HS: It was an emotional process, but in a really healthy way. There were a lot of tears. I would be singing an entire song in the studio and I would have to stop halfway through and collect myself. I heard at one time — probably 10–12 years ago, and it just stuck with me — that we’re all equipped to handle what we think is unthinkable, before we’re in the middle of it. And I truly believe that if we lean on the strengths of God, and the strength that he gives us, that we’re capable of handling a lot more than we give ourselves credit for. There were days I did it better than others. I would go in trying to not cry because it was hard.
These songs are talking about losing someone I love … but you have to bear-hug the emotions. You have to let yourself be sad, let yourself be angry — you can't be afraid to feel. It’s what you do with those emotions that’s the next most important thing. It’s OK to feel those things. This record was a huge learning lesson for me. I was really uncomfortable and it was really hard to hold it together in front of all those people in a studio. I was balling my eyes out, but my heart is broken. My heart is still broken that we’re on this earth without my grandfather. It’s been almost five years, but that doesn’t take away the fact that it still hurts, that I still grieve that. My husband and I were also dealing with the loss of our second pregnancy. But with our family, and how I was raised in the faith that we have, we have hope. That’s what we wanted to get across more than anything. This isn’t a sad album. It’s a hopeful album. It’s the hope that we have, that we can get through it, and that we’re stronger on the other side.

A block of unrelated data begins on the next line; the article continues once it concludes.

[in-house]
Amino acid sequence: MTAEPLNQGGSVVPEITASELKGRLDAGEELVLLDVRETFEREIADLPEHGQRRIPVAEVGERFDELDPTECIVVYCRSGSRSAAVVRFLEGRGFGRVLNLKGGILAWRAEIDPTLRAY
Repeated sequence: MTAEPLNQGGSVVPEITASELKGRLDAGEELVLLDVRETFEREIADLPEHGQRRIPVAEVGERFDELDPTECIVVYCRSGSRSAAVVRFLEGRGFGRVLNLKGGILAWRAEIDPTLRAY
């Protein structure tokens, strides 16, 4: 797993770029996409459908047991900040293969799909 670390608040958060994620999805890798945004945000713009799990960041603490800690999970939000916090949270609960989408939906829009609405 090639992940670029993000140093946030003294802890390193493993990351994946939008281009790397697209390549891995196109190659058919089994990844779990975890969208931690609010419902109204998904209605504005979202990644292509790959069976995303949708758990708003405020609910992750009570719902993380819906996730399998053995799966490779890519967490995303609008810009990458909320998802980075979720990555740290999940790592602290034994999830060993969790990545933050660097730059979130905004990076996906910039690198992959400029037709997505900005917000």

FNM: Why do you believe the single, "Thy Will," is resonating with critics and fans?
HS: This song, it’s the most personal song I’ve ever written. I wrote it in the weeks of being told that our second pregnancy wasn’t healthy — it was the rawest place that I’ve ever been in to write a song. It’s extremely, deeply personal. But at the same time, I feel like it’s extremely universal. The day that we wrote it, even in the midst of everything that I was going through, God gave me this clarity. I felt like this was a message bigger than me, that people needed to hear, just so that they can find hope when they don’t feel like they have it. I’m just extremely humbled that God showed up that day, in that room, while I was writing this song, and poured out through me and my two co-songwriters, what came out. Maybe I was brave enough, I guess if you want to call it that, or crazy enough — perhaps both — to pour my heart out to two complete strangers. I had never met either one of my co-writers before that day. But there was something in me that knew, and I honestly couldn’t have written another song that day other than this one. This is truly what I’m in the middle of dealing with. It was the song that was supposed to be written that day.
FNM: How are you feeling these days?